Mareeam: Syrian, pharmacist, mother News

Mareeam: Syrian, pharmacist, mother

Mareeam: Syrian, pharmacist, mother

Once a young pharmacist based in Damascus, Mareeam has been working with MdM teams in Northern Syria for more than a year now. Just like most of her Syrian colleagues, working for MdM is her way of fighting against the unprecedented crisis that is affecting her country hoping this can alleviate some of the suffering of her people. Her passion for her work as a pharmacist sadly echoes her anxiety faced with an uncertain future.

In August 2012, when her husband, a doctor in the army, decided to desert, Mareeam had no choice but to flee. As her family is from a village 15 km away from the Turkish-Syrian border, Mareeam fled there with her husband and their young daughter.

Two months after she arrived, Mareeam started working for MdM as a pharmacist and then as a pharmacy supervisor.

“MdM chose to focus its programmes in Syria on primary and reproductive health care. For me, there are huge needs in these sectors, which are not covered by other organisations. This choice makes sense for me, as a pharmacist but also as a woman and as a mother. I have a little girl and I can imagine what it is like to wake up in the middle of the night and realize that your child has a fever and to have no one to turn to, no place to go and no way to get the appropriate medicine.”

“There are countless issues in Syria right now and not all of them are linked to the bombings and violence. There are people with diabetes, people suffering from chronic diseases who cannot be cared for.”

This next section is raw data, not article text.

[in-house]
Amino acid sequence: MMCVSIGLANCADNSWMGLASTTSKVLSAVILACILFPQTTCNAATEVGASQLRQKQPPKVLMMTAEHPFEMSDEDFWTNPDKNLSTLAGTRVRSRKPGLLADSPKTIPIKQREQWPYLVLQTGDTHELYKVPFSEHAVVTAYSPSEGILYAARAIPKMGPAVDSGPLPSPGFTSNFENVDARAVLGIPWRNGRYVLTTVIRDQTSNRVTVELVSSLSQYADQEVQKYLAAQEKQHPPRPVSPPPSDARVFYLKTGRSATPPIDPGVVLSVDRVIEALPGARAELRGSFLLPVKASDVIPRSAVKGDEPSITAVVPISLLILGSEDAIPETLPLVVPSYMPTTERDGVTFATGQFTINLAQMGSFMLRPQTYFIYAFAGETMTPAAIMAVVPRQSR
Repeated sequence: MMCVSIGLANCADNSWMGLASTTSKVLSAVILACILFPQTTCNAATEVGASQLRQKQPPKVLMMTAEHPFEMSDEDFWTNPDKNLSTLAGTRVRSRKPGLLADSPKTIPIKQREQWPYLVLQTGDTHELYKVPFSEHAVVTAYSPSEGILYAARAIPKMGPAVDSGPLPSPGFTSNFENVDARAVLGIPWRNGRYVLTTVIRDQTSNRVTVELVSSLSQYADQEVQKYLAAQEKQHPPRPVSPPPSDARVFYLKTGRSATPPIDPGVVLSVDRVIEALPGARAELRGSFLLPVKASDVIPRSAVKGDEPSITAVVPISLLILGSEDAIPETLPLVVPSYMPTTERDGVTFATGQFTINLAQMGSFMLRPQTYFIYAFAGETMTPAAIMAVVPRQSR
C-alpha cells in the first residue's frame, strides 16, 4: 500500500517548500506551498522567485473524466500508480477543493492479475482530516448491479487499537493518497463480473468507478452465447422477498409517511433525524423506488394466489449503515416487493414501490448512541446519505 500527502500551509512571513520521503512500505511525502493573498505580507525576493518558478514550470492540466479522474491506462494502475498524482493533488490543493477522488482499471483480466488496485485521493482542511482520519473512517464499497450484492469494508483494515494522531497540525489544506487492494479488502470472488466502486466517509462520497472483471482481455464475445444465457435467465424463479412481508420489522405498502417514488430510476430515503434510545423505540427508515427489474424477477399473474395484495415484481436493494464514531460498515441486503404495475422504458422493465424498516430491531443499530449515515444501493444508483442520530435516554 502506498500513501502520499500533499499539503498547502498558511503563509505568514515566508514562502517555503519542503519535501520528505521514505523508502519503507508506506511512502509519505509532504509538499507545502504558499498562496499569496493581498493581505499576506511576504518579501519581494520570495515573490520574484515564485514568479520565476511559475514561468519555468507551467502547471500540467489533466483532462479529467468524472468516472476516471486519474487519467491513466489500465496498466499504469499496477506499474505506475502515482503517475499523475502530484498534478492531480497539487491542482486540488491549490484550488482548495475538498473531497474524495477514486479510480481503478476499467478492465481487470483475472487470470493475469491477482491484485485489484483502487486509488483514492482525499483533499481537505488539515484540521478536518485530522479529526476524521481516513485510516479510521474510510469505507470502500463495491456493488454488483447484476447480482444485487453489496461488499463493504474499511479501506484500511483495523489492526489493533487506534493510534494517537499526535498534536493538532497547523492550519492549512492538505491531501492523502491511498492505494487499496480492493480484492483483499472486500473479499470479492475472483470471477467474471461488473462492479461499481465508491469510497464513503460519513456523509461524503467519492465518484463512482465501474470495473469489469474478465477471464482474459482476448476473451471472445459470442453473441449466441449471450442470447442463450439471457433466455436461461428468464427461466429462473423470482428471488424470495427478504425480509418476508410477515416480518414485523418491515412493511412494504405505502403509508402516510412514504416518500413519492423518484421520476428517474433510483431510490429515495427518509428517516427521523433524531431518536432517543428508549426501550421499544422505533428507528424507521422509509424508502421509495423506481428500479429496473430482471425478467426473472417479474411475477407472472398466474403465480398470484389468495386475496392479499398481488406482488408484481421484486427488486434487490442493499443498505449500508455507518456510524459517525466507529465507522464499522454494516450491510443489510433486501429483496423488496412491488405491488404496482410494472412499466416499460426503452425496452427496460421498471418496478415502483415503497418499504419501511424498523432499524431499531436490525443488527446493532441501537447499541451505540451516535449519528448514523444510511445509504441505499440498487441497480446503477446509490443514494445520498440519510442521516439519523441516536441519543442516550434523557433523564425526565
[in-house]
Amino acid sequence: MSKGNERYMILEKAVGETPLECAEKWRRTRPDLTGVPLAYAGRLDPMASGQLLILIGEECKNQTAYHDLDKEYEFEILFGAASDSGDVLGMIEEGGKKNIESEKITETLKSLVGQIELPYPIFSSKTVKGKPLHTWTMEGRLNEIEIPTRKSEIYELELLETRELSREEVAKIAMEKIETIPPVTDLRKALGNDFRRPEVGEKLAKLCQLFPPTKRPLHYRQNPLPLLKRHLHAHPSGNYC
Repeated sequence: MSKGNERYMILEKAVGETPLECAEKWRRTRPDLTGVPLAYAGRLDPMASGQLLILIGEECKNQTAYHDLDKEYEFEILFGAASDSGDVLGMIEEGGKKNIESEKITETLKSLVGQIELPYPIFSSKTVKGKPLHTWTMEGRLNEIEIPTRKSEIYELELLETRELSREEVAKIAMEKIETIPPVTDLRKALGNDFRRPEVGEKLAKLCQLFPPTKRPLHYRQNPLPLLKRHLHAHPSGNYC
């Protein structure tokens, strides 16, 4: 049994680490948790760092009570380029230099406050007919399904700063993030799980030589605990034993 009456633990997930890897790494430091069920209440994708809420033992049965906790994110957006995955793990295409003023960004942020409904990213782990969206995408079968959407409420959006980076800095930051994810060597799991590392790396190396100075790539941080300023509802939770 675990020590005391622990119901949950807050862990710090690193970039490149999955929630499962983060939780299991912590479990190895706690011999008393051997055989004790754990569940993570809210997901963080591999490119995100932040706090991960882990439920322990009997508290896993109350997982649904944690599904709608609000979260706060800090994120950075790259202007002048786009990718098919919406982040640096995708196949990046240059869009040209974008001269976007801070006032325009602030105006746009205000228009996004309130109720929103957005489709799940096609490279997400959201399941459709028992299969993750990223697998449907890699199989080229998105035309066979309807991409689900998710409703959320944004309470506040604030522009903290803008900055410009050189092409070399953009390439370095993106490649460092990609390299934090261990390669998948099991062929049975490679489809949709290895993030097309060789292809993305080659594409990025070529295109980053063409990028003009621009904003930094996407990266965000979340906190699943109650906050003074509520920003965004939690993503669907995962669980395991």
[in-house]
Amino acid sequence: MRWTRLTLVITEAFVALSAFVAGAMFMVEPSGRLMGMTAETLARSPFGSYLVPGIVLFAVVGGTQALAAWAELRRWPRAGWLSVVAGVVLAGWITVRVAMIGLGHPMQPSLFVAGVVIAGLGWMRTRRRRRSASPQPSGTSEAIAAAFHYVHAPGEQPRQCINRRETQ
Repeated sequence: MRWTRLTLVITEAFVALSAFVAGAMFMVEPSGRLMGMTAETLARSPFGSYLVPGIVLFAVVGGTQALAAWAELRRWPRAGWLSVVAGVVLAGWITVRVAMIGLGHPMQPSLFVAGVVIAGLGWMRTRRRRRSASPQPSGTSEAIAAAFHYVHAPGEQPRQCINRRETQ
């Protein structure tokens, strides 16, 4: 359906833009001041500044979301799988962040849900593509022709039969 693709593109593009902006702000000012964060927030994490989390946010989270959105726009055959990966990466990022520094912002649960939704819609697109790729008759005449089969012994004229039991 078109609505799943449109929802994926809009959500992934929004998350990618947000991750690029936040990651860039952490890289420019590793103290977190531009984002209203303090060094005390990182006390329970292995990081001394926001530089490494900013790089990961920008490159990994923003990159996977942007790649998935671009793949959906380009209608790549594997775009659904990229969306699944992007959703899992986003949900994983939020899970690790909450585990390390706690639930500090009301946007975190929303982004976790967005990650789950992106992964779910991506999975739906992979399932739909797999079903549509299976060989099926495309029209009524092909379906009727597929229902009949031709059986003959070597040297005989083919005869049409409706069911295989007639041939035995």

Mareeam underlines the evolution from her work in a private pharmacy in Damascus to her role as a pharmacy supervisor for MdM.

“In Syria, before the war, patients could buy the medicines they wanted from the chemist’s. There was no control whatsoever. It was very frustrating for me, as a pharmacist, because if I refused to sell a drug deemed dangerous for a patient, I knew he would get it from the next chemist’s. The problem with this practice is that resistance to some antibiotics has got stronger and stronger. That’s why, in Syria, we have treatments that don’t exist anywhere else. In the long run, it could mean that some illnesses may become incurable.”

“In MdM, we work a lot with doctors and think thoroughly about each medicine we use in our centres. We try to raise awareness among patients. But it’s really difficult: people are used to it, it’s their way of thinking. Doctors experience a very strong pressure from patients who think they know which medicine is best for them. Through MdM, we can try to change things a bit.”

Mareeam also talks about the projects and relatives she left behind in Damascus.

“You know, three years ago, we would never have thought that all of this was going to happen. A few days before my husband decided to leave the army, we had a six-month project to buy a new house. We were talking about a new bed for our daughter. We never bought it.”

“Part of my family still lives in my village, which can be considered as safe. But their living conditions are inhumane: no electricity, no running water, and impossible communications. In the camps, it’s the same.”

Mareeam describes the instability of her exile and her fear of being pushed again on the roads of wander.

“It’s been two years I don’t really have a house and my clothes are in a suitcase. We could be forced to leave from here tomorrow.”

Day after day, the future becomes more difficult to imagine.

“I feel I’m stuck here. I have no option but to wait. My husband works in Aleppo, he leaves for two or three weeks then comes back here for a few days. When he leaves, I never know if he will be coming back, if I will see him alive again. I’ve stopped seeing the future, I see today, I see until the end of the week, no more… Syria will need ten years to recover from this war, if it ever recovers. And I don’t know if the Syrian people will be able to live together again. I don’t know if I will be able to accept the people who sided with the regime and I don’t know if these people will be able to accept me.”